It is impossible to make your home 100% allergy-proof, although there are a few things you can do to limit allergens entering your home. When the pollen level is high, keep your windows and doors closed, use synthetic allergy-free pillow and mattress covers, allow sunlight in to prevent mould, wash your clothes often, keep pets out of your bedroom, and (if possible) remove carpets and decorative furnishing (like throw pillows).
7. Remember Most Air Purifiers Are Not Helpful
If you choose to use an air purifier, ensure it has a HEPA (high-efficiency particulate arresting) filter. Scientific research has shown air purifiers have little to no effect on allergens, and small purifiers can’t remove dust or pollen, and some (electrostatic precipitators) can aggravate symptoms by polluting indoor air with ozone.
8. Check the Air Conditioner in Your Car
Some cars have pollen filters installed in the air conditioner to minimise pollutants that enter your car. If your car does not have a filter, you can minimise the impact of pollen when driving by opening your window for 10 minutes after turning on the AC, and direct the air vents away from your face. Some air conditioners can also increase your exposure to airborne spores that can trigger Hay Fever symptoms; if you have severe reactions to Hay Fever, you may want to have your air conditioner specially treated with a disinfectant, available at most service centres.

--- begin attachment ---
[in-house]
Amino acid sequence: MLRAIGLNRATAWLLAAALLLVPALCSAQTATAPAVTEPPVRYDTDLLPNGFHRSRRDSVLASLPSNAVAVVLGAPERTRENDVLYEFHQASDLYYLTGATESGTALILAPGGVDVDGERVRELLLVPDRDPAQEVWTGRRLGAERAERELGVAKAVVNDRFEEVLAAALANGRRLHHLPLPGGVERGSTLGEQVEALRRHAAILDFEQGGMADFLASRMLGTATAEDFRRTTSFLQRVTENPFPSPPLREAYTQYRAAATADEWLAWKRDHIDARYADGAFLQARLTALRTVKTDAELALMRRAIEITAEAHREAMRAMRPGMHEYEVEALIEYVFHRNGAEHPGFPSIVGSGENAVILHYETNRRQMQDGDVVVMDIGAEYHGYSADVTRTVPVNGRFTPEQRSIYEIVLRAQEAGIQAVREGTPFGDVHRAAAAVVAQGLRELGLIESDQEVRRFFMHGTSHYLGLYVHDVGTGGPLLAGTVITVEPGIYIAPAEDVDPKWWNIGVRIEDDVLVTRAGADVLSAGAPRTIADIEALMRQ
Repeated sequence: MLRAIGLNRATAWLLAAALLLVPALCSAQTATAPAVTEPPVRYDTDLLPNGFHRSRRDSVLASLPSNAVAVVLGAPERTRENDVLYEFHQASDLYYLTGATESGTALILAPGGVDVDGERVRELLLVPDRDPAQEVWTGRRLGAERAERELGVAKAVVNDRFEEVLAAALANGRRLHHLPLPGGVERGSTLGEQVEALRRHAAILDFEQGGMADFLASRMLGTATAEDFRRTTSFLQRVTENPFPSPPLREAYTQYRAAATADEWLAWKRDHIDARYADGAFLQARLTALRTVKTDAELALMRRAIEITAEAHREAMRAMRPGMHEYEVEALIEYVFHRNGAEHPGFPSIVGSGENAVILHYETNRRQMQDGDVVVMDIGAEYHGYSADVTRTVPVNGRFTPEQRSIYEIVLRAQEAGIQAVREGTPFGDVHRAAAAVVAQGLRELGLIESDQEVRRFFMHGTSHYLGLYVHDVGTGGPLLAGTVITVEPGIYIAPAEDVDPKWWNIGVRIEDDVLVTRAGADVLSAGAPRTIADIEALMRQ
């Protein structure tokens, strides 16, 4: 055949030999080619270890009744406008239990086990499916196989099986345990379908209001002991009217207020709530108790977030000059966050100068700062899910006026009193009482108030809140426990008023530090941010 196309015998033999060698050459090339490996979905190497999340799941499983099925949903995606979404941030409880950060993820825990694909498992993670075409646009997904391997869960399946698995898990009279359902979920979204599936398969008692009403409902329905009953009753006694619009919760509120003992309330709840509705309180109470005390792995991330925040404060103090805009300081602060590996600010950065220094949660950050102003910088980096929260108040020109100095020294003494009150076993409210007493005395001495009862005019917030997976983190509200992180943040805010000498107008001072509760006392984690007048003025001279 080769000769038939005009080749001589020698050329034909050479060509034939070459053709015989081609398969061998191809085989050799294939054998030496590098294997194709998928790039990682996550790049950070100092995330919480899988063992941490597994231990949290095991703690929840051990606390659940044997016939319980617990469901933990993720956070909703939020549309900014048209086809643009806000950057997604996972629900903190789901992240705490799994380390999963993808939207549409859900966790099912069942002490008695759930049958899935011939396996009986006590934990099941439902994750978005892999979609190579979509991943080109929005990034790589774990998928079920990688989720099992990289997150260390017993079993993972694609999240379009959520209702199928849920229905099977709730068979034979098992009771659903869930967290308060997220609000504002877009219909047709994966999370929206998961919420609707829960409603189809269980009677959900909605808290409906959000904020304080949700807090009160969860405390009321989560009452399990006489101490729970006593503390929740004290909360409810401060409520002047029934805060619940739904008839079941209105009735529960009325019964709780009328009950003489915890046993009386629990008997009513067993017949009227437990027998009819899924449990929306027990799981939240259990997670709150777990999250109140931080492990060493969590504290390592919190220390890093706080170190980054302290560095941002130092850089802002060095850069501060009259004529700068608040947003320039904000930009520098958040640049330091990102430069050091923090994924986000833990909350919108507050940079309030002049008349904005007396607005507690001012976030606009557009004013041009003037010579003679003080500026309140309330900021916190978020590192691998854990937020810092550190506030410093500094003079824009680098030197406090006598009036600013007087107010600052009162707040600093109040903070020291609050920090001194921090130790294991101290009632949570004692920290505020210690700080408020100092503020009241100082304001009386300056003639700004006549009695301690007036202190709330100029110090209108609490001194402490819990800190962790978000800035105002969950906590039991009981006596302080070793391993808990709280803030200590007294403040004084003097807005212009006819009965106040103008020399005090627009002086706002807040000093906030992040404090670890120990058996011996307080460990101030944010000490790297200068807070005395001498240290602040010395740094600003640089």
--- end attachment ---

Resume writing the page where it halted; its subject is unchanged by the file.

9. Ask Your Doctor about Possible Treatments
It is difficult to avoid every allergy trigger, therefore over-the-counter or prescription medicines are available to ease symptoms. You may be advised to try:
Treatments for Hay Fever
a. Intranasal Corticosteroid Sprays: These sprays need to be used regularly, and are one of the most effective treatments, as they contain very-low dose steroids.
b. Non-Sedating Antihistamine Medications: Are effective in controlling sneezing and itching, but not as effective in treating severely blocked noses or runny noses. If you are breast-feeding, some medications can cause breastfed babies to become irritated and restless; ask your doctor for advice before using these products.
c. Decongestant Nasal Sprays: Are useful for instant relief, although should not be used for five consecutive days, as they can cause long-term damage to nasal lining. People who are pregnant or have high blood pressure should avoid decongestants, so check with your doctor before using these products.
d. Eye Drops: May help relieve itchy, swollen or watery eyes; ask your doctor for advice on choosing the correct eye drops.
10. Natural Remedies for Relieving Hay Fever
Reducing your intake of histamines found in tomatoes, oranges, cheese (and dairy products), and chocolate, which increases mucous production.
Hay Fever and Asthma
Lastly, if you have from asthma, symptoms (coughing, wheezing, tightness of chest and shortness of breath) may worsen when you suffer from Hay Fever; and having Hay Fever increases your chances of developing asthma threefold. Hay Fever symptoms worsen on hot days, although asthma attacks due to pollen are most likely to occur during thunderstorms, as the humidity causes soluble grass pollen to spray in a fine mist, which is easily inhaled.
These steps in conjunction with taking an antihistamine should provide much needed relief from Hay Fever, no matter the time of year. So you can stay active, healthy and happy!